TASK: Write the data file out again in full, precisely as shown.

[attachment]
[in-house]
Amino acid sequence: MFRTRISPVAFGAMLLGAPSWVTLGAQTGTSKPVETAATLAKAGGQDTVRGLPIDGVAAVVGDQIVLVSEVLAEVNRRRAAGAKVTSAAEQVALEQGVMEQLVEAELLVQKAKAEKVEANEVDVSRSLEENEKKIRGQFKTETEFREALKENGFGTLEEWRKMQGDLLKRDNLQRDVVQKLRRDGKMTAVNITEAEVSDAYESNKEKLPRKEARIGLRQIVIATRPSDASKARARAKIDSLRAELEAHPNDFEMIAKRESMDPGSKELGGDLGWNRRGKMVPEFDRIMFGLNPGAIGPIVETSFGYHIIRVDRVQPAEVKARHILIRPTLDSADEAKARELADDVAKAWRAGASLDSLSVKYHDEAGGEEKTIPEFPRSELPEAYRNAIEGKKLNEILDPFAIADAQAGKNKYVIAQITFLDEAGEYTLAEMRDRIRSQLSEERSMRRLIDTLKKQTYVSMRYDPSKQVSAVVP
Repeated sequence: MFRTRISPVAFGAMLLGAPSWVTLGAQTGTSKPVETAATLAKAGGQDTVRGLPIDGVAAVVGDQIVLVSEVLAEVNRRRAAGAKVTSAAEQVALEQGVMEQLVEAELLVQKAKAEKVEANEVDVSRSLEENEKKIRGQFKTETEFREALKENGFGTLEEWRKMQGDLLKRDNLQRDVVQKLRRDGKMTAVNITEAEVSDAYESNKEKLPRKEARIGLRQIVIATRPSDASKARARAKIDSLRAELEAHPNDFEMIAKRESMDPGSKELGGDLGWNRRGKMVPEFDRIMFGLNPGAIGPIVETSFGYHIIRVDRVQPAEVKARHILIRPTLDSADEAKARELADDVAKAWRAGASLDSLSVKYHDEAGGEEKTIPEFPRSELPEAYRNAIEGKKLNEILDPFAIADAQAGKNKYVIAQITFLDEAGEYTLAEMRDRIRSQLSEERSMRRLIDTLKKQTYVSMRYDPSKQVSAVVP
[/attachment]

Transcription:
[in-house]
Amino acid sequence: MFRTRISPVAFGAMLLGAPSWVTLGAQTGTSKPVETAATLAKAGGQDTVRGLPIDGVAAVVGDQIVLVSEVLAEVNRRRAAGAKVTSAAEQVALEQGVMEQLVEAELLVQKAKAEKVEANEVDVSRSLEENEKKIRGQFKTETEFREALKENGFGTLEEWRKMQGDLLKRDNLQRDVVQKLRRDGKMTAVNITEAEVSDAYESNKEKLPRKEARIGLRQIVIATRPSDASKARARAKIDSLRAELEAHPNDFEMIAKRESMDPGSKELGGDLGWNRRGKMVPEFDRIMFGLNPGAIGPIVETSFGYHIIRVDRVQPAEVKARHILIRPTLDSADEAKARELADDVAKAWRAGASLDSLSVKYHDEAGGEEKTIPEFPRSELPEAYRNAIEGKKLNEILDPFAIADAQAGKNKYVIAQITFLDEAGEYTLAEMRDRIRSQLSEERSMRRLIDTLKKQTYVSMRYDPSKQVSAVVP
Repeated sequence: MFRTRISPVAFGAMLLGAPSWVTLGAQTGTSKPVETAATLAKAGGQDTVRGLPIDGVAAVVGDQIVLVSEVLAEVNRRRAAGAKVTSAAEQVALEQGVMEQLVEAELLVQKAKAEKVEANEVDVSRSLEENEKKIRGQFKTETEFREALKENGFGTLEEWRKMQGDLLKRDNLQRDVVQKLRRDGKMTAVNITEAEVSDAYESNKEKLPRKEARIGLRQIVIATRPSDASKARARAKIDSLRAELEAHPNDFEMIAKRESMDPGSKELGGDLGWNRRGKMVPEFDRIMFGLNPGAIGPIVETSFGYHIIRVDRVQPAEVKARHILIRPTLDSADEAKARELADDVAKAWRAGASLDSLSVKYHDEAGGEEKTIPEFPRSELPEAYRNAIEGKKLNEILDPFAIADAQAGKNKYVIAQITFLDEAGEYTLAEMRDRIRSQLSEERSMRRLIDTLKKQTYVSMRYDPSKQVSAVVP